The researchers identified that immune cells migrated from specialised structures in the eye called the ciliary bodies toward the lens. In these areas, where the immune cells traversed the capsule of the lens, they found that the epithelial cells that normally cover the inner surface of the lens capsule changed their identity and behaved differently. These changes, also referred to as epithelial-mesenchymal transformation (EMT), were followed by seemingly unorganised cell growth, cell death, and cell migrations into the body of the lens. In some regions, the newly transformed cells simply vacated their original positions and made their way into the lens. Such cellular changes, however small in dimensions, significantly compromise the function of the lens. “It was fortuitous that our imaging technology had just high enough resolution to see such microscopic lesions in the living organism.” Rußmann said. “A future direction will be to turn this knowledge into early clinical diagnosis.”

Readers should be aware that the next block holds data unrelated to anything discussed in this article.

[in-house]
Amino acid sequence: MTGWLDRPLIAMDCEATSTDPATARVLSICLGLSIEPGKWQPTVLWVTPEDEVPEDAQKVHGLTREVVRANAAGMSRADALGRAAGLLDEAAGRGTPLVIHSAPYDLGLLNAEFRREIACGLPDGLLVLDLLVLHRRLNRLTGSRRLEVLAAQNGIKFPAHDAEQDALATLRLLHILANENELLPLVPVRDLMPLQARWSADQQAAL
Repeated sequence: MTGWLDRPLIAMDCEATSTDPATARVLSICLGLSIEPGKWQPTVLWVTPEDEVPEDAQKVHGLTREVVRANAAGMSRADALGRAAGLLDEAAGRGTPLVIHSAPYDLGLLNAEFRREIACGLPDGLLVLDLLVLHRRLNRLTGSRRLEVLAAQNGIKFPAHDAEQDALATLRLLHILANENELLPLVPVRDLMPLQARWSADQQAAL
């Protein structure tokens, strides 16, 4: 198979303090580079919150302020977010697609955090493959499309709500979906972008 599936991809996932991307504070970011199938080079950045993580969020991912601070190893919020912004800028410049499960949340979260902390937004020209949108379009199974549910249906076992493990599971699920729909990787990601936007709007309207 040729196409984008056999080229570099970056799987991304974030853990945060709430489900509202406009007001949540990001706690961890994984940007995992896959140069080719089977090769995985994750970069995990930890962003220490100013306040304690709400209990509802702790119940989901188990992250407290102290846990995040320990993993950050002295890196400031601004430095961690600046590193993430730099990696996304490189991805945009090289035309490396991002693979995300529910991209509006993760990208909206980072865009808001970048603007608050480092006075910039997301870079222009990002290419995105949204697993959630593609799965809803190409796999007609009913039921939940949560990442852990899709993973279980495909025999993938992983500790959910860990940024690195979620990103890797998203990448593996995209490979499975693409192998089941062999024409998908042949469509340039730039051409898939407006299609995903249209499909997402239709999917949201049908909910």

(a) Immune cell passing through ciliary body’s epithelial cells.
(b) Attached immune cells (red) on the ciliary body (green) in a flatmount preparation.
“Our study raises exciting new questions, which will preoccupy us in the foreseeable future”, said Hafezi-Moghadam. “We need to understand why the immune cells and the lens epithelial cells behave the way they do before the blood glucose becomes higher than normal. This will bring us closer to understanding why diabetic complications may start during the pre-diabetic stage of the disease.” With such knowledge, Hafezi-Moghadam envisions, “we can start to search for how to prevent people with diabetes from developing cataracts and potentially other complications elsewhere in the body.”